Biden is like a more sensitive grandfather of the new era. He will talk about his family’s affairs in a gentle way, and especially like to show in front of the camera that he is always on the phone from his grandchildren. He is not afraid to express feelings. However, he also drives a sports car in campaign ads, or competes with certain voters (and rivals) with push-ups.
“Biden seems to be the kind of person who will not provoke a fight, but will fight back when faced with provocation,” said Rob Weiler of Stanford University. This sociologist has been studying how factors that threaten masculinity affect male behavior.
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Supporters combined Trump with the image of the strong man in the classic movie.
Remember four years ago? The Democrats originally planned to drop 200 pounds of confetti shaped like shards of glass to celebrate the election of a woman for the first time. This move means smashing the “highest and hardest” glass ceiling for women. Perhaps many people still remember that in 2019, the Democratic Party was still the most diverse and feminine camp in history.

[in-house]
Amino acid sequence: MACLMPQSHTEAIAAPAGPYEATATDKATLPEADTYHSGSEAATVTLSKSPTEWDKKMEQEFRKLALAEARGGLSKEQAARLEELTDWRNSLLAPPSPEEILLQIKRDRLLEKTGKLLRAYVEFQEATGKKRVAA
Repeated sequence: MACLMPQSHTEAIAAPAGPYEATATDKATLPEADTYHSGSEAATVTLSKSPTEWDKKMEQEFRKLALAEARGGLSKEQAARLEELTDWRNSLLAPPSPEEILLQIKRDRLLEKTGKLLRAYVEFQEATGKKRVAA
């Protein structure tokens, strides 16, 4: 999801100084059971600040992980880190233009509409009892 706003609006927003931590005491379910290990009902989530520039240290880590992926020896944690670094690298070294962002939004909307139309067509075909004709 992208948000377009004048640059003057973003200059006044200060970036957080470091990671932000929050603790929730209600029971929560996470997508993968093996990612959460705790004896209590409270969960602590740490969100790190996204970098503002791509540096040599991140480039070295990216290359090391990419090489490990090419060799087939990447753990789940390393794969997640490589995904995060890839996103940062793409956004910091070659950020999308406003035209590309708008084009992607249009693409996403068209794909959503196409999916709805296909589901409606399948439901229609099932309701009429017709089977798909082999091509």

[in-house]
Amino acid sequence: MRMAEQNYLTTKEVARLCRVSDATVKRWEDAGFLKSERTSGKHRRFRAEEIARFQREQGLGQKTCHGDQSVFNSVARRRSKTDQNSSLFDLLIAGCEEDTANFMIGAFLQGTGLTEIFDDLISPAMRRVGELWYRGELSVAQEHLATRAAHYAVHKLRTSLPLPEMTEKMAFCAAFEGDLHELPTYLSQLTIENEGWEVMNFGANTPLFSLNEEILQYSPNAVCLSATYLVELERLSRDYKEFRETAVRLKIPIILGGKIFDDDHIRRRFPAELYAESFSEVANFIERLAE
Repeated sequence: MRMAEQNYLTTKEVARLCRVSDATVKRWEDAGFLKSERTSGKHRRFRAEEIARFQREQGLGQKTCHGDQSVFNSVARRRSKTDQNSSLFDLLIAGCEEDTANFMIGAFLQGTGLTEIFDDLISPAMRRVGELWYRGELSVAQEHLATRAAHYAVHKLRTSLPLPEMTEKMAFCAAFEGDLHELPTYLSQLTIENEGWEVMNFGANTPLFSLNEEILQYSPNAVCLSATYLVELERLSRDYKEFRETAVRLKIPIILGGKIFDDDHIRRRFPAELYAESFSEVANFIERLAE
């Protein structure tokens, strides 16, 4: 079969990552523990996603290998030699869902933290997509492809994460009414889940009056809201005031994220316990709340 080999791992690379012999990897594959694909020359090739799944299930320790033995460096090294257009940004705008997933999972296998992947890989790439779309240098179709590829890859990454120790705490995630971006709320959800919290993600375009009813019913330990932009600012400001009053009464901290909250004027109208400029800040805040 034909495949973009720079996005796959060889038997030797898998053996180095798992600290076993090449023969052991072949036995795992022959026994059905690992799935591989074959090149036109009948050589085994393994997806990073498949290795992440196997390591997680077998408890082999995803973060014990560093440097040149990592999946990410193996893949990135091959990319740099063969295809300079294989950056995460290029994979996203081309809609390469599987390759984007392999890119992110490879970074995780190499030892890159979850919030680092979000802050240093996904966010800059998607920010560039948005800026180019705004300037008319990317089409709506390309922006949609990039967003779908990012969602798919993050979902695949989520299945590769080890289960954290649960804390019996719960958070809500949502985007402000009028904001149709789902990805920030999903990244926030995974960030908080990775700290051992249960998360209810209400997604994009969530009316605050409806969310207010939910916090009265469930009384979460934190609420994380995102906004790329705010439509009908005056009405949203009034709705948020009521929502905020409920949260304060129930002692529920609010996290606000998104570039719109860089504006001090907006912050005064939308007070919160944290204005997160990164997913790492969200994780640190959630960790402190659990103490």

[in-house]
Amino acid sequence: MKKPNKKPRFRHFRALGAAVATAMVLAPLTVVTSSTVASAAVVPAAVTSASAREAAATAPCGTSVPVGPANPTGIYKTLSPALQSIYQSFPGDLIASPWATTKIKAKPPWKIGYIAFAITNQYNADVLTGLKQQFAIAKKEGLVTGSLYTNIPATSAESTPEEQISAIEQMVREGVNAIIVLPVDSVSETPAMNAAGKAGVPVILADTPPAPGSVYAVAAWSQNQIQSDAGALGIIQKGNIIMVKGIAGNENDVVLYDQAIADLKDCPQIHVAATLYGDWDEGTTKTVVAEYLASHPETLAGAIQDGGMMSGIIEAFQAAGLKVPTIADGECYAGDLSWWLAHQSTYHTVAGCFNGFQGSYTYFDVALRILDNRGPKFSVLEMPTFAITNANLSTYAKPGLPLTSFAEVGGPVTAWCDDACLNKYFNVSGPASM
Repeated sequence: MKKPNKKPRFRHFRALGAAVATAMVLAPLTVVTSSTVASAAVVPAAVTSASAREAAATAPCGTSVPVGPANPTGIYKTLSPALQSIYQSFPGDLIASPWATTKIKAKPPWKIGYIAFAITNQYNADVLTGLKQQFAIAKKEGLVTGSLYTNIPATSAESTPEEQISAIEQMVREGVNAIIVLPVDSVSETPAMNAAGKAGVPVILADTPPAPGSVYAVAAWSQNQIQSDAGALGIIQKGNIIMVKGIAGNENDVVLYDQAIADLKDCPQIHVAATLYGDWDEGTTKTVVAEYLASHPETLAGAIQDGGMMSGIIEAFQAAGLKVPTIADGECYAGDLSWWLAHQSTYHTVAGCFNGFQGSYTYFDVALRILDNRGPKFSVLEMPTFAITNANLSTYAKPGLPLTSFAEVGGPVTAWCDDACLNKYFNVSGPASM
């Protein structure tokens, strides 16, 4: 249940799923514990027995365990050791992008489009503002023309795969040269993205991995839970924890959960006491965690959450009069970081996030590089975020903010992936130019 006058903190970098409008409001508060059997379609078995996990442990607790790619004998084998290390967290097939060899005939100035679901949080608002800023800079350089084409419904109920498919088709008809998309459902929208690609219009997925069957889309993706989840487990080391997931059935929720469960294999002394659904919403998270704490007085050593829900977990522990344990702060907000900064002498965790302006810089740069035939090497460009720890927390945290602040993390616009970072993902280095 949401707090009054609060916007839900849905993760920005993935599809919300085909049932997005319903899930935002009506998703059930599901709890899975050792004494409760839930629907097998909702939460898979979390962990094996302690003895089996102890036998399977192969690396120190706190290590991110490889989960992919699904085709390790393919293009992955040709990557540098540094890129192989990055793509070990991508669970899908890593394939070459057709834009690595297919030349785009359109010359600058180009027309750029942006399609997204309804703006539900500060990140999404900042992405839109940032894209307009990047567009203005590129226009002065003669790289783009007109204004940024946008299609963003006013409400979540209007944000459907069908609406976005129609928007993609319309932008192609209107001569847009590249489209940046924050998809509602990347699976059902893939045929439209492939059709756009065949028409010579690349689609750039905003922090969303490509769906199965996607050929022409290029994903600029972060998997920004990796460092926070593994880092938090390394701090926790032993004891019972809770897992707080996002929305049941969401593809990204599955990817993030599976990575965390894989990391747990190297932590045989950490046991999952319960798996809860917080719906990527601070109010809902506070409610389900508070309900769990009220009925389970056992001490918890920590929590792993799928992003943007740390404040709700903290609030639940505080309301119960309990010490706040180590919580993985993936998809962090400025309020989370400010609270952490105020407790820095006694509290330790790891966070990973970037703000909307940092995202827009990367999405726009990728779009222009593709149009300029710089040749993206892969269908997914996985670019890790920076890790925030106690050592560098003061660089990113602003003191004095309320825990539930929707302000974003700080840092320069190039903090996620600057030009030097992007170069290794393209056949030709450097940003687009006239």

Last year, the global epidemic caused a large number of women to lose their jobs. Polls had predicted that the 2020 general election would show the biggest gender gap in electoral history. But the results show that the presidential election has become a vote on who is more man.
“In the end, we found that masculinity is still important. Candidates still rely on showing masculinity to prove that they are the best candidate.” Cooper said, “So even in 2020, the Democrats still choose the safest bet. ——Send a white man in his 70s against another white man in his 70s.”
Since the founding of the United States, almost every presidential election has been inseparable from white masculinity. “Trump’s performance is just an exaggeration of existing phenomena, and he is not the first to do so.” said author Jackson Katz, who specifically discussed the emphasis on presidential masculinity in American politics in his book. The phenomenon.